A promise of a refund if a product fails can serve two distinct purposes: indemnifying the buyer for losses caused by the failure and providing a credible signal that the seller believes failure is unlikely. An inaccurate climate forecast may cause the user a loss far above the price they paid for the forecast: for example, they may build sea defences that are too low, or too high. While a forecast provider might not be able to indemnify the user against all costs, they can still offer a refund to signal their confidence in the accuracy of the forecast. The credibility of the signal is determined, not by whether the refund will compensate the user, but whether it will be painful for the provider.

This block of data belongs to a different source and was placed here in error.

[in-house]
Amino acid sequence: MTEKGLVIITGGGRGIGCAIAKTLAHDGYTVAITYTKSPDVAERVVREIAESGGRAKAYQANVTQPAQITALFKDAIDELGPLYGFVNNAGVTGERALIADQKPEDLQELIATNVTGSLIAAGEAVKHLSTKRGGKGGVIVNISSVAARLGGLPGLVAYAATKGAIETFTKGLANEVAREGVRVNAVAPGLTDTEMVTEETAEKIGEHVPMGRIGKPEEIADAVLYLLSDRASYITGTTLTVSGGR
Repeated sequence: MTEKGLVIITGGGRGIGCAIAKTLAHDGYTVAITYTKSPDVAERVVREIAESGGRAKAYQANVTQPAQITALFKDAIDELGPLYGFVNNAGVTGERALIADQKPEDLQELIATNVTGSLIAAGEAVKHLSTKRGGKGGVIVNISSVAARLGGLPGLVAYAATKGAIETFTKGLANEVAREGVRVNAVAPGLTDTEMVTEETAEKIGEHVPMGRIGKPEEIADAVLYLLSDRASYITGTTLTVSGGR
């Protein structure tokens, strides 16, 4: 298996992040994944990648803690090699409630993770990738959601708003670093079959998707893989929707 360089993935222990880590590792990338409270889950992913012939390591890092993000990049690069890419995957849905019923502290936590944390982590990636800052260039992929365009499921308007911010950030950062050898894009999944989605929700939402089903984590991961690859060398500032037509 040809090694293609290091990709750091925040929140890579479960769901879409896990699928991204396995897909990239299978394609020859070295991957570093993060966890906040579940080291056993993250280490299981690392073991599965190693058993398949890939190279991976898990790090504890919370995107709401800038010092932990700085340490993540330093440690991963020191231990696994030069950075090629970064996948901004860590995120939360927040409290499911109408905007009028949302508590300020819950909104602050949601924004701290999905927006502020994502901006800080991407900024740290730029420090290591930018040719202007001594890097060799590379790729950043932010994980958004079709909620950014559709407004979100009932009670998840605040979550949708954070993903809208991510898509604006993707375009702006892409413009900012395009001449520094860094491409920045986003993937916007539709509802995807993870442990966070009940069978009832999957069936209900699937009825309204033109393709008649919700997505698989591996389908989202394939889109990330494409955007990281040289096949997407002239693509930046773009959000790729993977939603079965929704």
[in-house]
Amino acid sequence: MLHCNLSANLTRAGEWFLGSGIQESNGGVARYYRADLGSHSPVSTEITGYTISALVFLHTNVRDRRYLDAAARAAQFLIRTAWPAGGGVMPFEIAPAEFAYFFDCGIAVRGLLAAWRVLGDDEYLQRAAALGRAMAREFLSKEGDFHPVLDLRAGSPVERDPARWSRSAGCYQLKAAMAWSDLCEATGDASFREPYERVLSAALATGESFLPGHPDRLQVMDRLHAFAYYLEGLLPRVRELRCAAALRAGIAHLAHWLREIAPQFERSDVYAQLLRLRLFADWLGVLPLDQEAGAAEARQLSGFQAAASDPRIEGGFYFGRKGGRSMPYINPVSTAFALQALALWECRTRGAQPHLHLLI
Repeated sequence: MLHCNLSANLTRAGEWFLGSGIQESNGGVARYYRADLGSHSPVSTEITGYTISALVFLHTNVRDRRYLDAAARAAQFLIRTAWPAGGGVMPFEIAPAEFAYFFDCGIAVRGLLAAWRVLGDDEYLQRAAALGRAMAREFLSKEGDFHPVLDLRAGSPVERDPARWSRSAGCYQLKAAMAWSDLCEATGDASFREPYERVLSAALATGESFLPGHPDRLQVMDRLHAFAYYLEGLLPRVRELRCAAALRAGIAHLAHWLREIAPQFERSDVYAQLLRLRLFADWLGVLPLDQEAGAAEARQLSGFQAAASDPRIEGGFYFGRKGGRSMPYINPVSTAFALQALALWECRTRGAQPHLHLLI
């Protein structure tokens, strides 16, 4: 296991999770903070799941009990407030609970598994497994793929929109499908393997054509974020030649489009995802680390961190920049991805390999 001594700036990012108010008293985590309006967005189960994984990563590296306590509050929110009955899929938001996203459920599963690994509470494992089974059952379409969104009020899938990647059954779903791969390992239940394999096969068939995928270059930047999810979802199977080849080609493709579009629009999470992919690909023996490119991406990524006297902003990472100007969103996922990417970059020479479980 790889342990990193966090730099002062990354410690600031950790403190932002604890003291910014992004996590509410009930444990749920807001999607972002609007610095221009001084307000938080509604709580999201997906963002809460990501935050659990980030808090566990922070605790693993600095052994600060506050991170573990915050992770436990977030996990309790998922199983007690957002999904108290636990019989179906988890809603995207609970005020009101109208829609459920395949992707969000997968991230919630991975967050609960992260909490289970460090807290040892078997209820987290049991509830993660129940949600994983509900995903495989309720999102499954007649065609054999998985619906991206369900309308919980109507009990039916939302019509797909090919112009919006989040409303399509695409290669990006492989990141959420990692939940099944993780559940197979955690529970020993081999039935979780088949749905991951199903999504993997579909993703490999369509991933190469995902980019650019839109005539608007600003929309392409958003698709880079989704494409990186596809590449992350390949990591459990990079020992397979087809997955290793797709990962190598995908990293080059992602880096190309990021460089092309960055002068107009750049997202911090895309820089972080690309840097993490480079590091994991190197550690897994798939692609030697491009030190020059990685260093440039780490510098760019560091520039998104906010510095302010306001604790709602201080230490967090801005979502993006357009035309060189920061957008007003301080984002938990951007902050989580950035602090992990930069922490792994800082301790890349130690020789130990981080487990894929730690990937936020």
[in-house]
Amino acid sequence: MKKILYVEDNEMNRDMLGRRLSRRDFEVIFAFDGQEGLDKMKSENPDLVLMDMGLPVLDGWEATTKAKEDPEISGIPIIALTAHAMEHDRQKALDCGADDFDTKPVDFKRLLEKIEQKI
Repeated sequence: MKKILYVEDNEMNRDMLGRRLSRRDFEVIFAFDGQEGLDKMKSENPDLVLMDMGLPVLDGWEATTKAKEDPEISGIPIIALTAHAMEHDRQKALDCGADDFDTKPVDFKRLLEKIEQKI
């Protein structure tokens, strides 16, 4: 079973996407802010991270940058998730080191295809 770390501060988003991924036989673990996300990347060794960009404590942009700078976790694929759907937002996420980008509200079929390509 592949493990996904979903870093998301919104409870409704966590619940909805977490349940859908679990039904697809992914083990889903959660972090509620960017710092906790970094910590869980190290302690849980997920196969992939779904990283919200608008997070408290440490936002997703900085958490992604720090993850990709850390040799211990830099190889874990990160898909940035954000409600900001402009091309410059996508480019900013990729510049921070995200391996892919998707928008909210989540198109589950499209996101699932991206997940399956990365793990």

Climate forecasts, generally, are not categorically right or wrong: they are probabilistic forecasts — or they should be — in which probabilities are assigned to specified outcomes. How could the terms of a refund be structured for this type of product? There is a literature on this subject going back 70 years, when Glenn Brier introduced a quadratic scoring rule for assessing probability forecasts and I.J. Good suggested the logarithmic scoring rule as a way to reward forecasters. Since then more work has been done on the concept of “proper scoring rules” for incentivizing forecasters. More recently, proper scoring rules have been suggested as the basis for incentives that screen the views of informed and uninformed experts when only a single forecast is being made. There are subtleties to be appreciated, and pitfalls to avoid, but in principle a proper scoring rule could be used to evaluate the quality of a probabilistic forecast and determine the refund to which the buyer is entitled. This can only be done when the actual outcome becomes known, which in some cases may be more than twenty years after the forecast is made. Some people might think that providing a warranty on a timescale of decades is unrealistic but other industries do it: e.g., 10-year structural warranties for new houses or the lifetime warranties offered by high-end manufacturers that can be claimed decades after a product is purchased. It is also analogous to deferring bonuses in the finance industry. Climate service providers unwilling to expose themselves to some risk on climatic timescales are arguably in the wrong business.